|UNITED STATES OF AMERICA,
(D.C. No. CR-04-258 WP)
Mr. Guevara-Ramirez's plea to illegal reentry yielded a base offense level of eight. U.S.S.G. § 2L1.2(a). His presentence report (PSR) recommended a sixteen-level increase due to a prior conviction of assault with a deadly weapon with great bodily injury, which was a crime of violence. § 2L1.2(b)(1)(A). His offense level was decreased by three levels for acceptance of responsibility, resulting in a total offense level of twenty-one. The PSR added three points to his criminal history for the assault conviction. It then assigned one point for a 2001 conviction for driving under the influence, and another point for a 2003 felony conviction for unlawful possession of one gram or less of a schedule 2 controlled substance. Because Mr. Guevara-Ramirez committed the present offense while under a criminal justice sentence in connection with his 2001 conviction, he was subject to a further two point increase pursuant to U.S.C.G. § 4A1.1(d). In sum, the PSR calculated seven criminal history points, resulting in a criminal history category of IV and a guideline range of 57 to 71 months.
Citing Blakey, Mr. Guevara-Ramirez objected to his sentencing under a mandatory guidelines scheme, and to the characterization of his assault conviction as a "crime of violence." He also objected to the inclusion of criminal history points for his 2001 and 2003 convictions on the grounds that the government had not sufficiently proven they existed. The district court overruled both objections. It concluded that Blakey did not mandate a different sentence, and found that documents produced by the government were sufficient to prove the existence of the prior convictions by a preponderance of the evidence. It sentenced him at the bottom of the guideline range, to 57 months imprisonment.
In United States v. Booker, 125 S. Ct. 738 (2005), the Supreme Court applied Blakey to the Sentencing Guidelines to hold the Sixth Amendment requires that "[a]ny fact (other than a prior conviction) which is necessary to support a sentence exceeding the maximum authorized by the facts established by plea of guilty or a jury verdict must be admitted by the defendant or proved to the jury beyond a reasonable doubt." Id. at 756. To remedy the Sixth Amendment difficulties with the guidelines, the Court also invalidated their mandatory application and required that district courts apply them as merely advisory. Id. (excising 18 U.S.C. §§ 3553(b)(1)). Thus, the Court in Booker established two distinct types of error that can be committed by a court at sentencing: violations of the Sixth Amendment and of Booker's remedial holding. See United States v. Gonzalez-Huerta, 403 F.3d 727, 731-32 (10th Cir. 2005).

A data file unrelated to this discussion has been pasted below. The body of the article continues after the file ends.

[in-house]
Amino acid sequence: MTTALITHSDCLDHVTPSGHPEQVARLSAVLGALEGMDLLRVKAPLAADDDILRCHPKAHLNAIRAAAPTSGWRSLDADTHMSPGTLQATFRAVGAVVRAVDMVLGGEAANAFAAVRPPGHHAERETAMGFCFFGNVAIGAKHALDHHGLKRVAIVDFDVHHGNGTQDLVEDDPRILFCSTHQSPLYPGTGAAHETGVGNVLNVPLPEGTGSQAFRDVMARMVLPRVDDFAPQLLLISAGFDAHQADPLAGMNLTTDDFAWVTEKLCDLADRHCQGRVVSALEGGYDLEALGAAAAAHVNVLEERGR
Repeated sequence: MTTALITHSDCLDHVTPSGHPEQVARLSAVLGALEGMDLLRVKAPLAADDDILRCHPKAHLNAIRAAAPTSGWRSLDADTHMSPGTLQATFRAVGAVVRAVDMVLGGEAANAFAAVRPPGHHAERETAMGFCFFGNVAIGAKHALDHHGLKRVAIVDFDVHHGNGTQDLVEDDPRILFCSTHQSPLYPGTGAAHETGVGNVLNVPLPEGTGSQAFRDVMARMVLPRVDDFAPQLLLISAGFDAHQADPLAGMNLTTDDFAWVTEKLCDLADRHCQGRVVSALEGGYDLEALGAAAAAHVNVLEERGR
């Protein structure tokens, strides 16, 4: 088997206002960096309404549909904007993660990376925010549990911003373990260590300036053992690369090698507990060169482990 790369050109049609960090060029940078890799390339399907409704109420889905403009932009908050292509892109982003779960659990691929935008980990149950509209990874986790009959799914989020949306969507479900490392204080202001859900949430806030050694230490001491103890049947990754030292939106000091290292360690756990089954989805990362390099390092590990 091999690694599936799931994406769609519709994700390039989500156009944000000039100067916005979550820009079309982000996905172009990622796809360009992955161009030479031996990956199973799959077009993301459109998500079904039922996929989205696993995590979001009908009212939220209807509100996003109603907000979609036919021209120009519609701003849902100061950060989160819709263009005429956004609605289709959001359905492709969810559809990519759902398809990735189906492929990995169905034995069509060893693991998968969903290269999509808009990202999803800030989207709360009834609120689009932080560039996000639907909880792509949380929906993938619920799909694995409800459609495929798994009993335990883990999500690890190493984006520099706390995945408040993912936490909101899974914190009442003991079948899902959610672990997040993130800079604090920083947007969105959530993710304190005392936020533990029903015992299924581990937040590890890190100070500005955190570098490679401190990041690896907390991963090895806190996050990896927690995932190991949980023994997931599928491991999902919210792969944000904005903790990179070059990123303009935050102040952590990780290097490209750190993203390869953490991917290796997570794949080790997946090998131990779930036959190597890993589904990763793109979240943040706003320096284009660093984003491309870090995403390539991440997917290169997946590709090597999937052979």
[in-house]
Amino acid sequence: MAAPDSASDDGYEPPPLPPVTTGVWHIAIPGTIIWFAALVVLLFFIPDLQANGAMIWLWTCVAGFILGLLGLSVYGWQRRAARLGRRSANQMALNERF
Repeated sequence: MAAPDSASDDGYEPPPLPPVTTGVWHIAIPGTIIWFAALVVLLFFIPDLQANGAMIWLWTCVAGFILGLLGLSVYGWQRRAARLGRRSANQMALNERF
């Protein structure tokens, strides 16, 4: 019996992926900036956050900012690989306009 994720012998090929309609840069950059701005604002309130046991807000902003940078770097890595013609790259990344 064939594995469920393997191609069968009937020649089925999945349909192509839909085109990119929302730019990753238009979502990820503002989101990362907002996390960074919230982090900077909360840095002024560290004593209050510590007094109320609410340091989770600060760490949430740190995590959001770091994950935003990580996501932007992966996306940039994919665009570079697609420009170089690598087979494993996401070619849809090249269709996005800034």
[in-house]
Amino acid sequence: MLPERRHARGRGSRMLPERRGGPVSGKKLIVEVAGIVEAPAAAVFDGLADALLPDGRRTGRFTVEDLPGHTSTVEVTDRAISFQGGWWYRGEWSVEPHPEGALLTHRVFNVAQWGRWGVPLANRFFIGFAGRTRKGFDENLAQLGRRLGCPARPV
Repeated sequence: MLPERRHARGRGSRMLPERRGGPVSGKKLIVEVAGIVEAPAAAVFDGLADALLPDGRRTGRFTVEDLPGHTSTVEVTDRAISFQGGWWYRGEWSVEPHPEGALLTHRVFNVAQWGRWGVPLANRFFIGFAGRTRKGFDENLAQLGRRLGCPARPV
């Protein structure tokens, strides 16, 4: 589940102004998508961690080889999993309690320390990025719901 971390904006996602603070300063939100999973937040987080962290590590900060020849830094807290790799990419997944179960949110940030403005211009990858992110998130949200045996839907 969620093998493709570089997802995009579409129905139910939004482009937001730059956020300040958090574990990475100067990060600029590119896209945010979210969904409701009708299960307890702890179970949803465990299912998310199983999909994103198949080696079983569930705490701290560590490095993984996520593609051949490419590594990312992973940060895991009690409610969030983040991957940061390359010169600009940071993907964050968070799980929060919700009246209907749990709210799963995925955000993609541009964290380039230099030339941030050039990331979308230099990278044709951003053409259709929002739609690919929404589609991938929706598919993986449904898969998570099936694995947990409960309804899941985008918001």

The record demonstrates that the district court applied the guidelines involuntarily to Mr. Guevara-Ramirez thereby violating Booker's remedial holding. See United States v. Labastida-Segura, 396 F.3d 1140, 1142 (10th Cir. 2005). Mr. Guevara-Ramirez preserved this issue for appeal by raising his Blakey challenge below. See id. at 1142-43. "[O]nce the court of appeals has decided that the district court misapplied the Guidelines, a remand is appropriate unless the reviewing court concludes, on the record as a whole, that the error was harmless, i.e., that the error did not affect the district court's selection of the sentence imposed." Id. at 1143 (quoting Williams v. United States, 503 U.S. 193, 203 (1992)). The government concedes that Labastida-Segura applies to this case and that a remand is appropriate. We therefore remand for re-sentencing on this ground.
Mr. Guevara-Ramirez further contends he should not have received criminal history points on the basis of the 2001 and 2003 convictions because the government did not present sufficient evidence that these convictions existed. He also challenges his receipt of two additional points for committing the present offense while under a criminal justice sentence in connection with the 2001 conviction. He claims that without these disputed convictions, his criminal history score would have been 3, his criminal history category II, and his sentencing range 41 to 51 months imprisonment. To prove these convictions, the government presented printouts of computer records from the Colorado courts where the convictions were allegedly secured via guilty pleas. For the 2001 conviction and sentence, the record consisted of an uncertified Register of Action. Aple. Br. Ex. 4. The government also submitted minute orders with a Register of Action, also uncertified, to substantiate the 2003 conviction. Id. Ex. 5.
Mr. Guevara-Ramirez argues that the uncertified registers of action and minute orders do not fall within the constraints of Shepard. On remand, the district court should consider whether the government's proffers establish its burden in light of Shepard. Cf., e.g., United States v. Taylor, 2005 WL 1519115, at *9 (10th Cir. Jun. 28, 2005).
For the aforementioned reasons, we VACATE the district court's sentence and REMAND for further proceedings consistent with this opinion.
ENTERED FOR THE COURT
Stephanie K. Seymour
*.After examining appellant's brief and the appellate record, this panel has determined unanimously that oral argument would not materially assist the determination of this appeal. See Fed. R. App. P. 34(a)(2) and 10th Cir. R. 34.1(G). The case is therefore submitted without oral argument. This order and judgment is not binding precedent, except under the doctrines of law of the case, res judicata, or collateral estoppel. The court generally disfavors the citation of orders and judgments; nevertheless, an order and judgment may be cited under the terms and conditions of 10th Cir. R. 36.3.